Re: The Gathering Hypothesis

Bob Casanova (
Wed, 17 May 1995 20:04:56 GMT

In article <3pbc4j$> (Rick Abrams) writes:
>From: (Rick Abrams)
>Subject: Re: The Gathering Hypothesis
>Date: 16 May 1995 18:22:59 -0500

>In article <>,
>J. Moore <> wrote:
>>RA> I've been enjoying the discussion in this newsgroup, so I thought
>>RA> I'd toss out this idea as strawman argument. Most professionals


>>Just a couple of preliminary points: #1 is that you aren't putting forth
>>a "strawman argument"; a strawman argument is when you (either

>Sir, if you're going to be annoying in your tone, at least be
>correct. According to The American Heritage Dictionary, 2nd
>edition, copyright 1976, page 1204, and I quote:

> strawman
> 1) A bundle of straw made into the likeness
> of a man and often used as as a scarecrow.
> 2) A person who is set up as a cover or a
> front for a questionable enterprise.
> 3) An argument or opponent set up so as to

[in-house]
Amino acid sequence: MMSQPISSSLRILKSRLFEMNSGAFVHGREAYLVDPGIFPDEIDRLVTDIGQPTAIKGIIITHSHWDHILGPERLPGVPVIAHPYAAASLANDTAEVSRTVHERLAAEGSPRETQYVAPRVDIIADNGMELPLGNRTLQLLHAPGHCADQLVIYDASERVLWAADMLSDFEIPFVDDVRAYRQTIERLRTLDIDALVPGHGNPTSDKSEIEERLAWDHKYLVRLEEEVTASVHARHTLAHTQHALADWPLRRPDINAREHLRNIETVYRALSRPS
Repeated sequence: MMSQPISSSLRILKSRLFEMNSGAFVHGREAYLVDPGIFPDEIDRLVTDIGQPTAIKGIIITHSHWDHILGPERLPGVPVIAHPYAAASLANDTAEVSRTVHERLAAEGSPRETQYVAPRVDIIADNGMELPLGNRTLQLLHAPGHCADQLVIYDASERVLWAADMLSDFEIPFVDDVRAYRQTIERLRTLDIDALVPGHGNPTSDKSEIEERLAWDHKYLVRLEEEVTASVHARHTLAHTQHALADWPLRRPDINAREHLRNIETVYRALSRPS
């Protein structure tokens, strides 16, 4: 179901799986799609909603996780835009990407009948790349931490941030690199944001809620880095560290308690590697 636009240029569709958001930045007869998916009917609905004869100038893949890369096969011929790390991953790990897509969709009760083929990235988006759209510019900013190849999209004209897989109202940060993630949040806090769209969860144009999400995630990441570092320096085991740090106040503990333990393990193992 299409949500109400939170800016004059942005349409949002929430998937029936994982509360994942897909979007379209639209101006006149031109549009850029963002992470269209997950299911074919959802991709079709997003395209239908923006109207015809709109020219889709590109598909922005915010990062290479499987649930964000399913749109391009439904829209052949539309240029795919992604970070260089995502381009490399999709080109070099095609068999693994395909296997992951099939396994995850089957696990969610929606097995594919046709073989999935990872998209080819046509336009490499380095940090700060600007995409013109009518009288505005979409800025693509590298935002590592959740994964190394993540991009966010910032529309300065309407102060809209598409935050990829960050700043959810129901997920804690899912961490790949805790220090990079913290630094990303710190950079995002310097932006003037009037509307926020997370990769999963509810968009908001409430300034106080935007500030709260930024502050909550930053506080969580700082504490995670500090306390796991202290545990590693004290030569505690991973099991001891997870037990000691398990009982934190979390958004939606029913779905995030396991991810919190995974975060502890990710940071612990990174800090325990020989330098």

> be easily refuted or defeated.

>Therefore, as I meant it, a starting point for discussion, to be refuted
>by better argument (per definition #3). Since your 'mischaracterise'
>doesn't appear in the AHD definition, I think you misconstrue the word.
>An opponent's statement used out of context for the purpose of
>misrepresentation and derision isn't a strawman argument, it's a
>'out of context' quote.
>If you can post a more current definition that doesn't support my
>usage and does your's, I'll post a retraction and apology.

>>inadvertently or deliberately) mischaracterise *someone else's*
>>argument(s) and then reply to the mischaracterised version but claim
>>you've replied to the other person's actual argument.

As you can see, he didn't say "out of context", he said "mischaracterized".
This is part of the process of creating a strawman; i.e., an argument which is
easy to defeat, but which is _not_ the original argument. This is a well-known
technique in debating (_not_ accepted, but well-known), and follows def. 3


>>Jim Moore (
>> * Q-Blue 1.0 *


Bob C.

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